“Yes-Men in Tournaments
AbstractWe study a rank-order tournament in which employees acquire and use private information for an investment decision. In this environment, competition for promotion can turn employees into "yes men" who make investment decisions that excessively agree with their supervisor's preconceived notions. Employees become "yes men" when their supervisor's prior opinion is strong and the parties receive little subsequent information. In response to this inefficiency, the firm may intensify the tournament's incentives (e.g., increase the wage raise from promotion), increase the correlation of employees' information (e.g., use tournaments for employees handling similar tasks), reduce the importance of any individual supervisor's prior opinion (e.g., evaluate employees using a committee), or use a different incentive mechanism altogether (e.g., individual contracts).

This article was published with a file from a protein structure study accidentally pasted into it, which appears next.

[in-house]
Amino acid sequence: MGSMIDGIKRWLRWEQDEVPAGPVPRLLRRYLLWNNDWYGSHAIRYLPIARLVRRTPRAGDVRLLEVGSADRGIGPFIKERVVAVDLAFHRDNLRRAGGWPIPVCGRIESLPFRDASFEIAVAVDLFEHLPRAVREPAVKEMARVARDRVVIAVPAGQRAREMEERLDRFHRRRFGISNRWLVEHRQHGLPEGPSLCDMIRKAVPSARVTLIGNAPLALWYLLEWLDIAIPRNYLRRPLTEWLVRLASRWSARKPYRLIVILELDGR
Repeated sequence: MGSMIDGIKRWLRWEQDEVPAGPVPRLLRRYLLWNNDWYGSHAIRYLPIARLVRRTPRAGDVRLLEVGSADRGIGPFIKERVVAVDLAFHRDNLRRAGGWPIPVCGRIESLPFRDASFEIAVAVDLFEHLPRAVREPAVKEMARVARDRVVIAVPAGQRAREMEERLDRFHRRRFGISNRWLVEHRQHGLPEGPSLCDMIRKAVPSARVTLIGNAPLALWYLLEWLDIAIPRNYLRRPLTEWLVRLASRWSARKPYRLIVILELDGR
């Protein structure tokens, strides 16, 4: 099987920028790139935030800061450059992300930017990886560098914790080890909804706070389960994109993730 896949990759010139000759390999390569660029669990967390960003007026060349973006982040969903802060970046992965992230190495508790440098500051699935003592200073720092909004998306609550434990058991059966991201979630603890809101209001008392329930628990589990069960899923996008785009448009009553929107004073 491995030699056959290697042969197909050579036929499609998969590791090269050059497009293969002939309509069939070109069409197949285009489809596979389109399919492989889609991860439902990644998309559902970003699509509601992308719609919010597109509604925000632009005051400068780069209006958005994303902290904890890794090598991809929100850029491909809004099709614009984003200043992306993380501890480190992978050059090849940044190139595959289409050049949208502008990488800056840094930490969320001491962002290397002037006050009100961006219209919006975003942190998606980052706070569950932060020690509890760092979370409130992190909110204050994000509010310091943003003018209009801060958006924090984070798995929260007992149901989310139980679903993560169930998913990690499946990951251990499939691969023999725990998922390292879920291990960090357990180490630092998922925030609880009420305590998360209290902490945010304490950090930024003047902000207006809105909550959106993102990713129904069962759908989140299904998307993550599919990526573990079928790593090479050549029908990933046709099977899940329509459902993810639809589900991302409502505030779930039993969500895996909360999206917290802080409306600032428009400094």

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Bibliographic InfoPaper provided by Hunter College: Department of Economics in its series Hunter College Department of Economics Working Papers with number 417.
Date of creation: 2007
Date of revision:
Tournaments; Information Aggregation; Conformity;
Other versions of this item:
- Jason G. Cummins & Ingmar Nyman, 2013. "Yes Men in Tournaments," Journal of Institutional and Theoretical Economics (JITE), Mohr Siebeck, Tübingen, vol. 169(4), pages 621-659, December.
- D82 - Microeconomics - - Information, Knowledge, and Uncertainty - - - Asymmetric and Private Information; Mechanism Design
- J33 - Labor and Demographic Economics - - Wages, Compensation, and Labor Costs - - - Compensation Packages; Payment Methods
- M51 - Business Administration and Business Economics; Marketing; Accounting - - Personnel Economics - - - Firm Employment Decisions; Promotions
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